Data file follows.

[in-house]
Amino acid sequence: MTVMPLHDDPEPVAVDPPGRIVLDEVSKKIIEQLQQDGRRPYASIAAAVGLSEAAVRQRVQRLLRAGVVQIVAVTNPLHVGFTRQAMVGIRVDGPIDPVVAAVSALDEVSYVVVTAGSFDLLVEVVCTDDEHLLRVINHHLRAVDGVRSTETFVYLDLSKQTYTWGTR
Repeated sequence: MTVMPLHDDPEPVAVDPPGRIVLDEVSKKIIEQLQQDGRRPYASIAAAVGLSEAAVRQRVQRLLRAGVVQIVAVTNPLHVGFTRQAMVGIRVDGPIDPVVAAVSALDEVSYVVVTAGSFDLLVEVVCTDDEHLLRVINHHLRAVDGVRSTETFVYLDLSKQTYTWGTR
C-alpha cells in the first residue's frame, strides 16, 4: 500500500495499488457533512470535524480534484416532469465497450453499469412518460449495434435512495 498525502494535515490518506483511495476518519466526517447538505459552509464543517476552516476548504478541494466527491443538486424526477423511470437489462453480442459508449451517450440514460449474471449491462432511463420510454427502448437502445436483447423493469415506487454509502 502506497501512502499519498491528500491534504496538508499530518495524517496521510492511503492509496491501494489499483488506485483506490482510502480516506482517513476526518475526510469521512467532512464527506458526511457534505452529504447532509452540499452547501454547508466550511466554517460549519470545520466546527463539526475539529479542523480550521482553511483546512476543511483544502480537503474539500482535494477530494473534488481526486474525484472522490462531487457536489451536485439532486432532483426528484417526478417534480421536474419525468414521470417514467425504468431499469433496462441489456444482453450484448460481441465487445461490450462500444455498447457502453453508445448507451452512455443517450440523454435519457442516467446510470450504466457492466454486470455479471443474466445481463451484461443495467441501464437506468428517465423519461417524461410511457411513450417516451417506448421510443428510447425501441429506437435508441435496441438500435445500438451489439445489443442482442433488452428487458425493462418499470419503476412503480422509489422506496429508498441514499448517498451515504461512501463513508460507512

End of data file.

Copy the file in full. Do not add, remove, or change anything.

[in-house]
Amino acid sequence: MTVMPLHDDPEPVAVDPPGRIVLDEVSKKIIEQLQQDGRRPYASIAAAVGLSEAAVRQRVQRLLRAGVVQIVAVTNPLHVGFTRQAMVGIRVDGPIDPVVAAVSALDEVSYVVVTAGSFDLLVEVVCTDDEHLLRVINHHLRAVDGVRSTETFVYLDLSKQTYTWGTR
Repeated sequence: MTVMPLHDDPEPVAVDPPGRIVLDEVSKKIIEQLQQDGRRPYASIAAAVGLSEAAVRQRVQRLLRAGVVQIVAVTNPLHVGFTRQAMVGIRVDGPIDPVVAAVSALDEVSYVVVTAGSFDLLVEVVCTDDEHLLRVINHHLRAVDGVRSTETFVYLDLSKQTYTWGTR
C-alpha cells in the first residue's frame, strides 16, 4: 500500500495499488457533512470535524480534484416532469465497450453499469412518460449495434435512495 498525502494535515490518506483511495476518519466526517447538505459552509464543517476552516476548504478541494466527491443538486424526477423511470437489462453480442459508449451517450440514460449474471449491462432511463420510454427502448437502445436483447423493469415506487454509502 502506497501512502499519498491528500491534504496538508499530518495524517496521510492511503492509496491501494489499483488506485483506490482510502480516506482517513476526518475526510469521512467532512464527506458526511457534505452529504447532509452540499452547501454547508466550511466554517460549519470545520466546527463539526475539529479542523480550521482553511483546512476543511483544502480537503474539500482535494477530494473534488481526486474525484472522490462531487457536489451536485439532486432532483426528484417526478417534480421536474419525468414521470417514467425504468431499469433496462441489456444482453450484448460481441465487445461490450462500444455498447457502453453508445448507451452512455443517450440523454435519457442516467446510470450504466457492466454486470455479471443474466445481463451484461443495467441501464437506468428517465423519461417524461410511457411513450417516451417506448421510443428510447425501441429506437435508441435496441438500435445500438451489439445489443442482442433488452428487458425493462418499470419503476412503480422509489422506496429508498441514499448517498451515504461512501463513508460507512